In addition, some facilities use quantities of other kinds of oil, such as lubricants, rust preventatives (especially in firearms manufacturing), quench oils, and other products.

It makes economic sense to reuse cutting fluids as much as possible, but cutting fluids deteriorate and almost inevitably become contaminated with way oil and other oils, such as oil films used to protect bar stock, etc., which form separate phase liquids called “tramp oils” that float in blobs on top of a container of cutting fluid, and that would foul the process if allowed to recirculate through the system. If you let a drum of well-used waste cutting fluid sit for a few hours, more often than not a layer of tramp oil will partition out on top. Many modern CNC machines have onboard sumps in which the cutting fluid accumulates before it is recirculated, fitted with skimmers or other devices to remove separated tramp oils. Some larger facilities have central cutting fluid management systems with sophisticated tramp oil separators.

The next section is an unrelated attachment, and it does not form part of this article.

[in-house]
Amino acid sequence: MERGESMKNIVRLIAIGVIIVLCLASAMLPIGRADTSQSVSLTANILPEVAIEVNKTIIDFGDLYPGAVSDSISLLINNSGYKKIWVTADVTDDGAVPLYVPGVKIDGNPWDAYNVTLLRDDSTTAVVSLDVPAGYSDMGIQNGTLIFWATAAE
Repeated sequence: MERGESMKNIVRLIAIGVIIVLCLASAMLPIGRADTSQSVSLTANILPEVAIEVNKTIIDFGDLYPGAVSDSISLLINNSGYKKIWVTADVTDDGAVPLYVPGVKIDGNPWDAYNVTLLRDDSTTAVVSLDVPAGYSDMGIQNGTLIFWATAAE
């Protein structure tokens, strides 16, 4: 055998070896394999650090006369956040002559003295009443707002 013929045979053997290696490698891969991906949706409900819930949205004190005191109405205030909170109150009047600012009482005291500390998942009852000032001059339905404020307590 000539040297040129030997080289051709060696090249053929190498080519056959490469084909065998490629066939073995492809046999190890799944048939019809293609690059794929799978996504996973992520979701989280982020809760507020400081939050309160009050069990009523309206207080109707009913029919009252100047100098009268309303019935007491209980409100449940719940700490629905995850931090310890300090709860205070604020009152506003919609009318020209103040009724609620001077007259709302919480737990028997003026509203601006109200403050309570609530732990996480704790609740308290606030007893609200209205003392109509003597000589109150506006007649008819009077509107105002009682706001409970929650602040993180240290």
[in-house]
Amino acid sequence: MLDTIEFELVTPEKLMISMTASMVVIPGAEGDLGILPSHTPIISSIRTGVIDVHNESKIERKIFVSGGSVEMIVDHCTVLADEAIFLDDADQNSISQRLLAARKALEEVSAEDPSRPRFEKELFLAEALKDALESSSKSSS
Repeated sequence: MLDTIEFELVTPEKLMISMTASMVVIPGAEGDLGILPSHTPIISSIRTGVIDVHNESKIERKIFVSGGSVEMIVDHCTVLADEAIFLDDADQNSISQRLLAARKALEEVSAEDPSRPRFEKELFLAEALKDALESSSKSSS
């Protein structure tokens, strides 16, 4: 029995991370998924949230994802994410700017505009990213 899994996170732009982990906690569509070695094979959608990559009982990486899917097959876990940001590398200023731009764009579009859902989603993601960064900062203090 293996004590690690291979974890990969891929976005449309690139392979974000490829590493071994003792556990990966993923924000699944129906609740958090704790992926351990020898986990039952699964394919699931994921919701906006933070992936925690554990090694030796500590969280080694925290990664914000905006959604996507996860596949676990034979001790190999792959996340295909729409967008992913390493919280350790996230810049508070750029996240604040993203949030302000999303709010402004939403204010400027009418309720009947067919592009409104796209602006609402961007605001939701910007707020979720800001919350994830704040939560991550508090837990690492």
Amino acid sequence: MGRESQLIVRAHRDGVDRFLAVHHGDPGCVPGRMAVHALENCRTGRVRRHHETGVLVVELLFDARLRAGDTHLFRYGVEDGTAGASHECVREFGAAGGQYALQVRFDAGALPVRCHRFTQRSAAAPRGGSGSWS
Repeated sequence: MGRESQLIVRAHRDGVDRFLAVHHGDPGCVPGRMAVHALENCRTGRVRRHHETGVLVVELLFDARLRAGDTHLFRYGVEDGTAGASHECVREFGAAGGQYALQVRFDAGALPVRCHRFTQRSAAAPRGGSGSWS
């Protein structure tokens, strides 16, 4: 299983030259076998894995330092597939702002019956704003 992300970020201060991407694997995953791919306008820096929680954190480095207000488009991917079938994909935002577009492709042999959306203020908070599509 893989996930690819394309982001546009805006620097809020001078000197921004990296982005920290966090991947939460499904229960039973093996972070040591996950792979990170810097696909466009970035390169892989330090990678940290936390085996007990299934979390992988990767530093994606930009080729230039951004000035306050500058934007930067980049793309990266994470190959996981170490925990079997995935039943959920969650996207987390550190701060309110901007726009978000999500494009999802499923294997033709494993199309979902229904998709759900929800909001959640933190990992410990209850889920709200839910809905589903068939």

Eventually any machine shop or metalworking facility generates waste oil. In the late 1980s, EPA developed a regulatory framework for waste oils that didn’t meet the RCRA criteria for hazardous wastes (40 CFR 279), and which has been implemented by most states, in many cases along with the states’ identification of waste oil (variously defined) as a state-listed waste.

These regulations ultimately had two goals. The first was regulatory, in order to prevent the inappropriate disposal of hazardous wastes. The second reason was to provide for the beneficial reuse of oils that would otherwise have to be disposed.